In Transport Command

The squadron reformed again on the 15 November 1944 at RAF Stoney Cross as a transport squadron, training on the Vickers Wellington then getting operational on the Short Stirling. By 1946 it had become an operator of the Avro York running scheduled freight services into India and to the Azores. In 1948 it became involved in the Berlin Air Lift operating from Wunstorf. After the air lift it returned to England and requipped with Handley Page Hastings. The squadron was disbanded at RAF Lyneham on 1 May 1950.[2][3]

On missiles

On the 1 October 1959 it was reformed at RAF Marham as a surface-to-air missile unit with the Bristol Bloodhound. It was tasked to protect the V-bomber bases until disbanded on 30 September 1964.[2][3]

Aircraft operated

From To Aircraft Version
Aug 1918 May 1919 Short 184
Aug 1918 Jan 1919 Airco DH.6
Oct 1918 Nov 1918 Fairey Campania
Dec 1939 Dec 1939 Bristol Blenheim Mk.If
Dec 1939 Feb 1940 Fairey Battle Mk.I
Jan 1940 Feb 1941 Hawker Hurricane Mk.I
Feb 1941 Feb 1942 Hawker Hurricane Mk.IIb
Apr 1942 Dec 1943 Supermarine Spitfire Mk.Vb
Jul 1943 Feb 1944 Supermarine Spitfire Mk.Vc
Jun 1943 Oct 1944 Supermarine Spitfire Mk.IX
Jan 1945 Feb 1945 Vickers Wellington Mk.XVI
Feb 1945 Jan 1946 Short Stirling Mk.V
Apr 1945 Sep 1945 Avro York C.1
Sep 1945 Dec 1945 Short Stirling Mk.IV
Dec 1945 Sep 1949 Avro York C.1
Sep 1949 May 1950 Handley Page Hastings C.1
Oct 1959 Sep 1964 Bristol Bloodhound Mk.I

[2][3]

References

Notes

  1. ^ http://www.raf.mod.uk/Bob1940/238to248.html
  2. ^ a b c d e f g Jefford 2001, p. 79.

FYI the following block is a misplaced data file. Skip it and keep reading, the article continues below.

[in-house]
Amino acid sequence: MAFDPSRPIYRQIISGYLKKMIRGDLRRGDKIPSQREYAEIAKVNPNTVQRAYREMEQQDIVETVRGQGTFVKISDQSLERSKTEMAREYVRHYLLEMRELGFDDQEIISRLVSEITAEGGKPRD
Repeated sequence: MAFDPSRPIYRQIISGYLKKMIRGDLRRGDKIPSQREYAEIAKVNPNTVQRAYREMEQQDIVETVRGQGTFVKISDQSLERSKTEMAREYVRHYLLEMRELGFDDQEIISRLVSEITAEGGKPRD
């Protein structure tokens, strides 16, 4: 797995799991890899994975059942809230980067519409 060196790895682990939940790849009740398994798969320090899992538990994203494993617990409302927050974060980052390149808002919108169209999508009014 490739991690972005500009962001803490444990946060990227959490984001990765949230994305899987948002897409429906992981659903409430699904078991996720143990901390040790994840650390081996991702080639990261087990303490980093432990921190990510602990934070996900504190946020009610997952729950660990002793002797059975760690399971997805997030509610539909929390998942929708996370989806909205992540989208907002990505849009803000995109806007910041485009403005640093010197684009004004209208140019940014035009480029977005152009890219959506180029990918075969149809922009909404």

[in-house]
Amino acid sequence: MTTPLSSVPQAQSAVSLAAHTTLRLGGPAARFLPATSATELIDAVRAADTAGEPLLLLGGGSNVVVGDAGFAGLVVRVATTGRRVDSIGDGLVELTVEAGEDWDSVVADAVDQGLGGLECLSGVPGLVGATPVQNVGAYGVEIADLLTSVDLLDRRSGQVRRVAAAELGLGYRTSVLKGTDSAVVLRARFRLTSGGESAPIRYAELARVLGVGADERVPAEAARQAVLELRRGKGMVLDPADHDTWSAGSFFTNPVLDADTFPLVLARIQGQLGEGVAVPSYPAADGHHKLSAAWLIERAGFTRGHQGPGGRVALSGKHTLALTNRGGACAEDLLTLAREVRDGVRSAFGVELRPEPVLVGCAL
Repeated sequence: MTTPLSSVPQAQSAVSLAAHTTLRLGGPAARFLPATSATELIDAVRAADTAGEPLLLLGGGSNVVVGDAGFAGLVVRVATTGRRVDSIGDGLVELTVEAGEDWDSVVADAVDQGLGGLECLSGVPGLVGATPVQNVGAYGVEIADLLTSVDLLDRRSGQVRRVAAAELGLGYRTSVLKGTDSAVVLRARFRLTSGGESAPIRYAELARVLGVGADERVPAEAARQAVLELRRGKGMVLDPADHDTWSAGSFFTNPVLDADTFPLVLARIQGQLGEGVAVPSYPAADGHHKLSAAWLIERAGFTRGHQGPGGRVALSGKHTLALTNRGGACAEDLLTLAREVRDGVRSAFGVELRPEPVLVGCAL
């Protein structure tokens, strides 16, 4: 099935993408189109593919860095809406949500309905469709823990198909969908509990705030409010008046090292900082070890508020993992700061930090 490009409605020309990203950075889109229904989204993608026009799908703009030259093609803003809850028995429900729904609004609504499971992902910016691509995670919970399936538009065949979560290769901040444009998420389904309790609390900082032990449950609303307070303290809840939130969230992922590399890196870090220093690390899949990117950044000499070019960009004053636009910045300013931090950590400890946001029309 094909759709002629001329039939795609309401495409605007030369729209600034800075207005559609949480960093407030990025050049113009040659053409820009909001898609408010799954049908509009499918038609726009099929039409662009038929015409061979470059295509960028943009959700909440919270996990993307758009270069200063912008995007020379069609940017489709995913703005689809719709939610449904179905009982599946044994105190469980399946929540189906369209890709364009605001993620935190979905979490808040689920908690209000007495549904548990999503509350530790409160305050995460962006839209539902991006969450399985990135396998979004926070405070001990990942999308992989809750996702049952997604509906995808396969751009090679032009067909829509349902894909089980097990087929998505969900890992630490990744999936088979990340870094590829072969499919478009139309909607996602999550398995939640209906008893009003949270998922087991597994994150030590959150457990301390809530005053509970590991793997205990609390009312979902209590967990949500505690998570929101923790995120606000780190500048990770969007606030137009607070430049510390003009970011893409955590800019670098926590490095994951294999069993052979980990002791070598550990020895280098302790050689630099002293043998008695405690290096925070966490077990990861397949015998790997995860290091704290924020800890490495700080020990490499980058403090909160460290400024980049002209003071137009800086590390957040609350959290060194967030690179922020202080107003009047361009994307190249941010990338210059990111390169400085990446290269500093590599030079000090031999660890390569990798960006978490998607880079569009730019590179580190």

3. ^ a b c d e f Halley 1988, p. 311.
  4. ^ Halliday 1981, p. 13.
  5. ^ Halliday 1981, pp. 33-45.

Bibliography

  • Brickhill, Paul. Reach for the Sky. London: Collins, 1954.(Bader biography)
  • Halley, James J. The Squadrons of the Royal Air Force & Commonwealth, 1918-1988. Tonbridge, Kent, UK: Air-Britain (Historians) Ltd., 1988. ISBN 0-85130-164-9.
  • Halliday, Hugh. 242 Squadron: The Canadian Years - Being the Story of the RAF's 'All-Canadian' Fighter Squadron. Stittsville, Ontario, Canada: Canada's Wings, Inc., 1981. ISBN 0-92000-209-9.
  • Jefford, Wing Commander C.G., MBE,BA,RAF (Retd). RAF Squadrons, a Comprehensive Record of the Movement and Equipment of all RAF Squadrons and their Antecedents since 1912. Shrewsbury, Shropshire, UK: Airlife Publishing, 1998 (second edition 2001). ISBN 1-84037-141-2.
  • Moyes, Philip J.R. Bomber Squadrons of the RAF and their Aircraft. London: Macdonald and Jane's (Publishers) Ltd., 1964 (new edition 1976). ISBN 0-354-01027-1.
  • Rawlings, John D.R. Coastal, Support and Special Squadrons of the RAF and their Aircraft. London: Jane's Publishing Company Ltd., 1982. ISBN 0-7106-0187-5.
  • Rawlings, John D.R. Fighter Squadrons of the RAF and their Aircraft. London: Macdonald and Jane's (Publishers) Ltd., 1969 (new edition 1976, reprinted 1978). ISBN 0-354-01028-X.
  • Robinson, Anthony. RAF Fighter Squadrons in the Battle of Britain. London: Arms and Armour Press Ltd., 1987 (republished 1999 by Brockhampton Press, ISBN 1-86019-907-0).